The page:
After several vintages of Pinot Noir, Kelley Fox turned her hand to white wine making (a not-so-secret passion of hers) and, to that end, has produced a truly world-class Pinot Blanc from the Freedom Hill Vineyard. This is her second vintage of this particular wines. Located in Polk County, some four miles west of Highway 99W and five miles northwest of Monmouth, Freedom Hill Vineyard occupies a gentle southeast slope. The elevation is 350’ to 600’, allowing for cold air to drain to the valley floor yet low enough to benefit from heat radiated from the valley.
The soils are sedimentary, uplifted seabed, and among the oldest in the region. The distinctive character of this well-drained Bellpine soil coupled with the microclimate and meticulous farming practices, provide the preconditions for wines of considerable structure that age exceptionally well. Kelley whole-cluster presses the grapes, fermenting with ambient yeasts in neutral Burgundy barrels. The wine subsequently undergoes a full malolactic which lends it yet further texture.
The resultant finished wine has a transparent brilliant pale, lemon yellow with a hint of green colour. The nose is full of ripe citrus fruit and white and yellow flowers with a suggestion of buttermilk. The texture is rich but not heavy. Excellent rippling acidity, very clean on the palate, and long lacy finish on the back of the apple and citrus spine make this a stunning example of a grape that rarely attains any great quality, other than in Alto-Adige and occasionally in Austria.
Champagne Pierre Gerbais L’Originale
The Gerbais family has owned land in the village since 1850. Aurélien is the eighth generation of the family to work the vineyard after joining his father at the family business and has been responsible for the domaine’s winemaking since 2009.
L’Originale is from historical Pinot Blanc Vrai vines planted in 1904 in the grounds known as “Les Proies”. The vineyards are rooted in Kimmeridgean soil, composed of marl and limestone, situated in the village of Celles-sur-Ource, in the heart of the Côte des Bar. Located at the junction of the Laignes, Seine, Ource, and Arce river valleys, this microclimate offers a variety of soils and unusual exposure.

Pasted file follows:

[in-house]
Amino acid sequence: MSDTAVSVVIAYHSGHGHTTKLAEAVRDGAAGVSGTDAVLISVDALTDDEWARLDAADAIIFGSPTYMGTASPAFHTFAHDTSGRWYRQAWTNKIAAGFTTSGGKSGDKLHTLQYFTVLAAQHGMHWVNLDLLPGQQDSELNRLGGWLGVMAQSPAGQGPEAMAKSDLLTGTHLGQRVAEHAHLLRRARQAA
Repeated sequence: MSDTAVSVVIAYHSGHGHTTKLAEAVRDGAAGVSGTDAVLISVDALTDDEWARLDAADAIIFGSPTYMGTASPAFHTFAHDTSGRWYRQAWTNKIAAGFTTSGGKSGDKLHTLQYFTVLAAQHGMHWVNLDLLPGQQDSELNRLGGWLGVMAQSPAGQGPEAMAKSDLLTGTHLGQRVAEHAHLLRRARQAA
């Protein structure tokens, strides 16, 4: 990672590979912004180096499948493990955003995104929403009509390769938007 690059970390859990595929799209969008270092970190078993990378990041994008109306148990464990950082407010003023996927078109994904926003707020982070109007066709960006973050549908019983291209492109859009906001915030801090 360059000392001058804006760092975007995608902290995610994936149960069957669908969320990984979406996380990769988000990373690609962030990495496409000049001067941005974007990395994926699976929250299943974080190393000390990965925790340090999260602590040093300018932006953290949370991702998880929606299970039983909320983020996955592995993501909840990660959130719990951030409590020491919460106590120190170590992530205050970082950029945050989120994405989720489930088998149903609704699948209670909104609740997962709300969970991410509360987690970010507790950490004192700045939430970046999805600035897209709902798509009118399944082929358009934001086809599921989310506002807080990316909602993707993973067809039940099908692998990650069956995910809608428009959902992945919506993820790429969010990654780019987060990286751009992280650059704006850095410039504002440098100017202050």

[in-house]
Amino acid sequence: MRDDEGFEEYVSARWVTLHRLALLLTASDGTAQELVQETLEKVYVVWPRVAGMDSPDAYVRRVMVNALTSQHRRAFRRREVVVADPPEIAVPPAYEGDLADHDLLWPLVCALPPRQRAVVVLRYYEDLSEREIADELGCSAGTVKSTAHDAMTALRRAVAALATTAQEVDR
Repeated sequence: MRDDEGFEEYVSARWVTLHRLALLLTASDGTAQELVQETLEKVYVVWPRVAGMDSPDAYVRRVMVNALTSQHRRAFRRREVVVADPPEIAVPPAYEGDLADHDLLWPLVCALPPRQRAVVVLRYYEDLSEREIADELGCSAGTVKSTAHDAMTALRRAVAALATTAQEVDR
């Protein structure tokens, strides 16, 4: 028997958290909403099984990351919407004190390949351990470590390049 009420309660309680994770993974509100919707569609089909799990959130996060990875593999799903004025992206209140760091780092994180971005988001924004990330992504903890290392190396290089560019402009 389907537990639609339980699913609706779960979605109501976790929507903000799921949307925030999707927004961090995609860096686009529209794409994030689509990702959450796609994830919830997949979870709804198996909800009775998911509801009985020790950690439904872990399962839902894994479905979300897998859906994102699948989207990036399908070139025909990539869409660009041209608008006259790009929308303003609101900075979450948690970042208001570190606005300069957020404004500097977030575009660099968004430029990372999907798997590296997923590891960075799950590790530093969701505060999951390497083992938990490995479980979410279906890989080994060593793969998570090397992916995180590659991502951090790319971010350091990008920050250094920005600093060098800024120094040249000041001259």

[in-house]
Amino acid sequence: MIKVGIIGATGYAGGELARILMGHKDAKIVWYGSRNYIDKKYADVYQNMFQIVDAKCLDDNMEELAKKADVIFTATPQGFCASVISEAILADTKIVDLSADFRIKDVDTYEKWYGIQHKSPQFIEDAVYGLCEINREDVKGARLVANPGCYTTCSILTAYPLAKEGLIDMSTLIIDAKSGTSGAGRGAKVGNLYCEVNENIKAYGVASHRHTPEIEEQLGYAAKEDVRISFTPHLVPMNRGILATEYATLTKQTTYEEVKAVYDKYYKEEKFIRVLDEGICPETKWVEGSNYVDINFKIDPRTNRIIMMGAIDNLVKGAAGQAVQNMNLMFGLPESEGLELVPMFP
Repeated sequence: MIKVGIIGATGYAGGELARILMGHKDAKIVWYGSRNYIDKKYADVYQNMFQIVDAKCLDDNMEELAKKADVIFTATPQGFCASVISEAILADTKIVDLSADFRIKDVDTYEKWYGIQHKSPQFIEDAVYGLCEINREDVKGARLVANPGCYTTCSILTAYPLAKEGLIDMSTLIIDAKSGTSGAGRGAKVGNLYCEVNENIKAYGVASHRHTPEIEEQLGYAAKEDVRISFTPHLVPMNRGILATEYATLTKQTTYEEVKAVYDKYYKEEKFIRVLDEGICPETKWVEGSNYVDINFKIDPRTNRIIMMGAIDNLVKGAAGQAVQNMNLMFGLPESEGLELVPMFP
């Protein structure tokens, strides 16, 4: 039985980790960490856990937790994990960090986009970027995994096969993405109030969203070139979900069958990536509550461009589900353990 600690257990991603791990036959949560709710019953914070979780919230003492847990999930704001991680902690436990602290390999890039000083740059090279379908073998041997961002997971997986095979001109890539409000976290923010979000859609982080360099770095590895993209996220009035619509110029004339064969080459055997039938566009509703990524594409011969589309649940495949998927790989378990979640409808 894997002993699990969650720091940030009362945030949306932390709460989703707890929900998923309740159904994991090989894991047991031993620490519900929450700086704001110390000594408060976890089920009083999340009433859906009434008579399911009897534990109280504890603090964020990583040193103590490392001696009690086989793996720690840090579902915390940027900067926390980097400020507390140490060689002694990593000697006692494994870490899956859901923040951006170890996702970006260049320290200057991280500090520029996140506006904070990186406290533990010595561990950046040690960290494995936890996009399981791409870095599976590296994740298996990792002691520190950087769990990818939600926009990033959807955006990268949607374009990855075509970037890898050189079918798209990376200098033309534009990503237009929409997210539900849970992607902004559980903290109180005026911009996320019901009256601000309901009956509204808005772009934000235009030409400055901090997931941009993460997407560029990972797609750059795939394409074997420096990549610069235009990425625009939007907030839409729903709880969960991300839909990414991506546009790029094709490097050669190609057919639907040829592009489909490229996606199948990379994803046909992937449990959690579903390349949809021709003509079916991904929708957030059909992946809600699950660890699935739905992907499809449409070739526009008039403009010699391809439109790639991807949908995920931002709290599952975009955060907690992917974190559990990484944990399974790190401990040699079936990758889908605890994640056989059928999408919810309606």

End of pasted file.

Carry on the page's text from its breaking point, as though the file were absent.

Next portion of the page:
Grapes are manually harvested, cold settled, and then undergo a natural fermentation and malolactic. After tirage, it is matured in bottles sur lattes for up to 48 months and is bottled with a very dosage. At 3g/l the L’Originale is extra brut.
This is a stunning wine packed with white-fleshed fruit and salty depth of flavour from old vines. Original by name and by nature.
Manzoni Bianco Fontanasanta, Foradori
During a series of trials between 1930 and 1935, Pinot Blanc was crossed with Riesling to create the white Italian wine grape variety Manzoni Bianco.
Manzoni Bianco thrives on the clayey-calcareous hills above Trento, where its grapes ripen in late September. Born from the cross of Riesling and Pinot Bianco, this variety expresses the character of the Fontanasanta soil conditions. Its ability to evolve over time requires patience: Fontanasanta Manzoni Bianco is a wine that will begin to fully reveal itself after two or three years from vintage.
Elisabetta Foradori has three hectares of Manzoni in her vineyards at the foothills of the Dolomites, which she ferments for a week on the skins in cement vats, before ageing in acacia barrels for a year.
The nose of the Manzoni is pronounced with intense aromas of peach, pear, spices and jasmine flower, honey and nougat. In the mouth, it has a great structure and balance. The mineral texture and the acidity counter-balances the soft and juicy components. An elegant and harmonious wine.
The skin contact brings depth and intensity to the wine with a hint of mountain honey and chestnut providing perfect balance to the bone-dry finish. Unlike so many other more rustic wines made in this style, Foradori’s Manzoni Bianco is superbly elegant.